Konstantin Simonov, general director of the Foundation for National Energy Security, says Russian-Turkmen relations have been strained, and only President Dmitry Medvedev's visit to Ashgabat last December enabled them to be somewhat improved, Khrustalev reports. But the price Turkmenistan is demanding from Russia is just not being met. Gazprom contracted to buy only 10 bcm from Turkmenistan this year, less than Russia buys from Uzbekistan. Simonov believes that the plan to transport liquefied natural gas in tankers across the Caspian is too dangerous, and carries the risk of large-scale disasters without highly-sophisticated technology at terminals and on tankers. No serious business will invest in the Trans-Caspian pipeline [so long as] Turkmenistan and Azerbaijan have not agreed, he says.

 

The delivery of oil to Baku is not such a big deal, says Simonov, and Turkmenistan only produces 10 billion tons of oil a year, far less than Azerbaijan and Kazakhstan, and would make up only 5 percent of the flow on the Baku line.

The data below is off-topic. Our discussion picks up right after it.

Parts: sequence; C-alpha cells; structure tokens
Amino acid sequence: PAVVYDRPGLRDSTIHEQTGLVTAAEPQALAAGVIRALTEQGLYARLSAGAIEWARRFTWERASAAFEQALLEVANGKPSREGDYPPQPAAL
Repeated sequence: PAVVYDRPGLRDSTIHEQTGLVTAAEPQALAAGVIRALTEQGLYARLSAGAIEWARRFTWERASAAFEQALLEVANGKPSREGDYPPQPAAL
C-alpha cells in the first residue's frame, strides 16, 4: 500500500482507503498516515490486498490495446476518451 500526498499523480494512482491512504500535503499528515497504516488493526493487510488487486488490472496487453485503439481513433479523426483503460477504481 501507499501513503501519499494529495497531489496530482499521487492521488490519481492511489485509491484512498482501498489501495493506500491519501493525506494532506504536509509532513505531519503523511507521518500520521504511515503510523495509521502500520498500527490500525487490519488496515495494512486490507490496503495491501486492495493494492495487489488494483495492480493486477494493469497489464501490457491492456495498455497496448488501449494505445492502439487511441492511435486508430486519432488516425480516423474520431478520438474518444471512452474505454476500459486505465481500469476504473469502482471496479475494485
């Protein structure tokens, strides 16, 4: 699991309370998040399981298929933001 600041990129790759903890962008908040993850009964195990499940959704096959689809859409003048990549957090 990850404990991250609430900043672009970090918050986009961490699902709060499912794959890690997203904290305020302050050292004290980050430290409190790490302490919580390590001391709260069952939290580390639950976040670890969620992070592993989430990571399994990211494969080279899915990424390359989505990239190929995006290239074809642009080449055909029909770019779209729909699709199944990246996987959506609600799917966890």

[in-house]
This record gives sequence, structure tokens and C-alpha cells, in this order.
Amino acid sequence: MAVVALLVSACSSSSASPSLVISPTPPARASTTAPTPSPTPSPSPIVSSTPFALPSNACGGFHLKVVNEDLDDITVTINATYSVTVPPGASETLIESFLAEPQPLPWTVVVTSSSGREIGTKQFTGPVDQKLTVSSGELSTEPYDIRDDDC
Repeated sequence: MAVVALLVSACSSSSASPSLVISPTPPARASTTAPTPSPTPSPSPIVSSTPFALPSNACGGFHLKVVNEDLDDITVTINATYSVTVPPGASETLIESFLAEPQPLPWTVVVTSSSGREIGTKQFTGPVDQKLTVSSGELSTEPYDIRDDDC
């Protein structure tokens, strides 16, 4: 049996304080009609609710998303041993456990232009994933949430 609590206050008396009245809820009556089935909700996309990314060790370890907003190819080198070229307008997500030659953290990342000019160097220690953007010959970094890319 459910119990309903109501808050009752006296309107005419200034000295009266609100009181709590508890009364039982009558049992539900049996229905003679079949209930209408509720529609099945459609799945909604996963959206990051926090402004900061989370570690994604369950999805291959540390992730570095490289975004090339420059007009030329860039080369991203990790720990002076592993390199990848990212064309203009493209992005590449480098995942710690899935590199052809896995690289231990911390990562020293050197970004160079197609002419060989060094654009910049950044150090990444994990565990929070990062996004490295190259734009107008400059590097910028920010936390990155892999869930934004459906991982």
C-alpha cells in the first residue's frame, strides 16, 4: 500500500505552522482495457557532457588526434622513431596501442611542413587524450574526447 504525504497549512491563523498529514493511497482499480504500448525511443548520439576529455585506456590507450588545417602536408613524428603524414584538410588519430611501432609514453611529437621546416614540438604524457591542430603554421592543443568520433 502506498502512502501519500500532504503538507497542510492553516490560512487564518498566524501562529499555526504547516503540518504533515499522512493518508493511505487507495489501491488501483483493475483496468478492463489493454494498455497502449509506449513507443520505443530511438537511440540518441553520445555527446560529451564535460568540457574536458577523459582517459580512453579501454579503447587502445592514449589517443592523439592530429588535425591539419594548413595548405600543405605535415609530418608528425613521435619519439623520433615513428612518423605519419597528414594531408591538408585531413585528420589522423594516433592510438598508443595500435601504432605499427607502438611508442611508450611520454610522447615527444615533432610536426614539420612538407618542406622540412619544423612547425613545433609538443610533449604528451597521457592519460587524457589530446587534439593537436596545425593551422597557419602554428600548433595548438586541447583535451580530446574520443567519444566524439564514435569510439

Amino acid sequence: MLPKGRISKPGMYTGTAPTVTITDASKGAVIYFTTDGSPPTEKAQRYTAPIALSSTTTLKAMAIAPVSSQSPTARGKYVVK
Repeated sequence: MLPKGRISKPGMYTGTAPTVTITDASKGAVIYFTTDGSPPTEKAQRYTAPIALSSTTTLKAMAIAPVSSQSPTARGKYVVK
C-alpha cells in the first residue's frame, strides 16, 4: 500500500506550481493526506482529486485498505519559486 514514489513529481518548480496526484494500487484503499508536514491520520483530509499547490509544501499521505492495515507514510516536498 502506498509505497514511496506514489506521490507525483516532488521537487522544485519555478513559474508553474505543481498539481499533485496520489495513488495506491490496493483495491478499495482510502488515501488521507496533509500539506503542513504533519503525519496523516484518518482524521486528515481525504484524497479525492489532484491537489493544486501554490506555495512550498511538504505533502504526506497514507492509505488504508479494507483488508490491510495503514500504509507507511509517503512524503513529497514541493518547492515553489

It's interesting that Lukoil should see Turkmenistan’s recent moves as "orientation to the West" given the Chinese pipeline and the enthusiasm for TAPI. There’s also the fact that offshore drilling permits do not yield very much for oil companies. They seek a production-sharing agreement that would allow them rights to onshore exploration and equity in the revenue, not just a service contract to provide test probes or supply the new technology President Berdymukhammedov Is always urging his ministers to adapt. The facts so far are that now that Russia is no longer Ashgabat's best customer, Turkmen gas and oil have moved to Iran, China, and Azerbaijan, and the rest remains to be seen when the spigots are turned on.

Catherine A. Fitzpatrick is a freelance writer and Russian translator based in New York. This article originally ran on her Sifting the Karakum blog on EurasiaNet.